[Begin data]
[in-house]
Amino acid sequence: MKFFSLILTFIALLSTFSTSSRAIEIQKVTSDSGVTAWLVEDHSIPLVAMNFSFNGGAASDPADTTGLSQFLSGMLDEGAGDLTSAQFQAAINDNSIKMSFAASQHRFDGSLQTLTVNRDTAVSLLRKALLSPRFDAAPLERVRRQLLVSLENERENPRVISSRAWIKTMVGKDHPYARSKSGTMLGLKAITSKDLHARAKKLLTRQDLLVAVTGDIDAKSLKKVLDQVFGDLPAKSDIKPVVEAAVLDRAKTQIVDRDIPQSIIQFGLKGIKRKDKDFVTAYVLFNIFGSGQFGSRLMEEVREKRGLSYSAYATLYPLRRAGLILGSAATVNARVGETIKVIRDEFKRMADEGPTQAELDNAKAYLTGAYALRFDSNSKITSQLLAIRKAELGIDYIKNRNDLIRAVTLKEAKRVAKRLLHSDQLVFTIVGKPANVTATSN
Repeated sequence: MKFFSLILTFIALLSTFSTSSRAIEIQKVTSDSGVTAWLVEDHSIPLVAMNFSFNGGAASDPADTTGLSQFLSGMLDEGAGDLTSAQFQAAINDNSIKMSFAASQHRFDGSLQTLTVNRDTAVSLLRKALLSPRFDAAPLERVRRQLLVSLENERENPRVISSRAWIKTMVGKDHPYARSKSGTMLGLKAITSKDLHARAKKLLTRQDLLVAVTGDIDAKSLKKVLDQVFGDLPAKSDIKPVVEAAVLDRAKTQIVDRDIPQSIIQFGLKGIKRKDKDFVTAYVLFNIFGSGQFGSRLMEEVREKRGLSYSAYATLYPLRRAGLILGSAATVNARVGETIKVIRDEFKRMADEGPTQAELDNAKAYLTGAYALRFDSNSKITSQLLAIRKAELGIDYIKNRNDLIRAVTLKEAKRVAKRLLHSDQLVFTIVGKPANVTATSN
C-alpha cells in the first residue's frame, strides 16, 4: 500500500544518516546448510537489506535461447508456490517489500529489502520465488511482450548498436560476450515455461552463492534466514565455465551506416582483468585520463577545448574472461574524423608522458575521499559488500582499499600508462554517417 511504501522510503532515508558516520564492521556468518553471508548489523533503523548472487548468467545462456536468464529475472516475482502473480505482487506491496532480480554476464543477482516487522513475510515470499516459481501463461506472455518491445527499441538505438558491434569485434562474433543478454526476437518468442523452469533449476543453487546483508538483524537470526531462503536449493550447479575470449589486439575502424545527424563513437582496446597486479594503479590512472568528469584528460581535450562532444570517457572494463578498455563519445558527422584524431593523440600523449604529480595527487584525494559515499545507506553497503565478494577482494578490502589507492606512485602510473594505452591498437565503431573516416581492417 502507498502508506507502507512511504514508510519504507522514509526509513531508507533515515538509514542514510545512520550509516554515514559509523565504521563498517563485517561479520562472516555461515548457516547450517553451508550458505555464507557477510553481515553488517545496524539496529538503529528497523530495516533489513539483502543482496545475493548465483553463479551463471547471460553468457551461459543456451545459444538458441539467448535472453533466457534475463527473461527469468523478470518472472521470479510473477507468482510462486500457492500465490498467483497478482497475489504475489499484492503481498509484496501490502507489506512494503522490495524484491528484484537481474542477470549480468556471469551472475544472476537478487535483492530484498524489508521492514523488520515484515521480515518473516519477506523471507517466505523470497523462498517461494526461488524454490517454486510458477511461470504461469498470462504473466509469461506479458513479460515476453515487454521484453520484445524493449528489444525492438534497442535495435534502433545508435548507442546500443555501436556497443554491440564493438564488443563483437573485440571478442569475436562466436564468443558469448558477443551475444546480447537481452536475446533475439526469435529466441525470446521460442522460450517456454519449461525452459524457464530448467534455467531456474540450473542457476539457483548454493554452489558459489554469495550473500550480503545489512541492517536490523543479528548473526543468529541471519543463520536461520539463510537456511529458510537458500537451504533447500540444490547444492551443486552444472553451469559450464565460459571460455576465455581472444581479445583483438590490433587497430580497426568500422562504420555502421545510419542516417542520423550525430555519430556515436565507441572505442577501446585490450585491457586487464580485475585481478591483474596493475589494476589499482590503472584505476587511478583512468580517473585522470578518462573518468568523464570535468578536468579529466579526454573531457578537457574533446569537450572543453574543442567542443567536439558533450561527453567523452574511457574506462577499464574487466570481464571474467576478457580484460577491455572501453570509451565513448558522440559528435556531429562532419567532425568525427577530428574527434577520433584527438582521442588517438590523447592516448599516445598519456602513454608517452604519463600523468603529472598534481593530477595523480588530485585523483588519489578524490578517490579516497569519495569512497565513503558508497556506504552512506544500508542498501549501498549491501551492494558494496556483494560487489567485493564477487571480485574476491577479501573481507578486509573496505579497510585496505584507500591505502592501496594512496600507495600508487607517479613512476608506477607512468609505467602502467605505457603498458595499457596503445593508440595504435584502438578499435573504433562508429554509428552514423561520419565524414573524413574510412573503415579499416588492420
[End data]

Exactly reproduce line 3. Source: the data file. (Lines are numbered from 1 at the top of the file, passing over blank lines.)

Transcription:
Repeated sequence: MKFFSLILTFIALLSTFSTSSRAIEIQKVTSDSGVTAWLVEDHSIPLVAMNFSFNGGAASDPADTTGLSQFLSGMLDEGAGDLTSAQFQAAINDNSIKMSFAASQHRFDGSLQTLTVNRDTAVSLLRKALLSPRFDAAPLERVRRQLLVSLENERENPRVISSRAWIKTMVGKDHPYARSKSGTMLGLKAITSKDLHARAKKLLTRQDLLVAVTGDIDAKSLKKVLDQVFGDLPAKSDIKPVVEAAVLDRAKTQIVDRDIPQSIIQFGLKGIKRKDKDFVTAYVLFNIFGSGQFGSRLMEEVREKRGLSYSAYATLYPLRRAGLILGSAATVNARVGETIKVIRDEFKRMADEGPTQAELDNAKAYLTGAYALRFDSNSKITSQLLAIRKAELGIDYIKNRNDLIRAVTLKEAKRVAKRLLHSDQLVFTIVGKPANVTATSN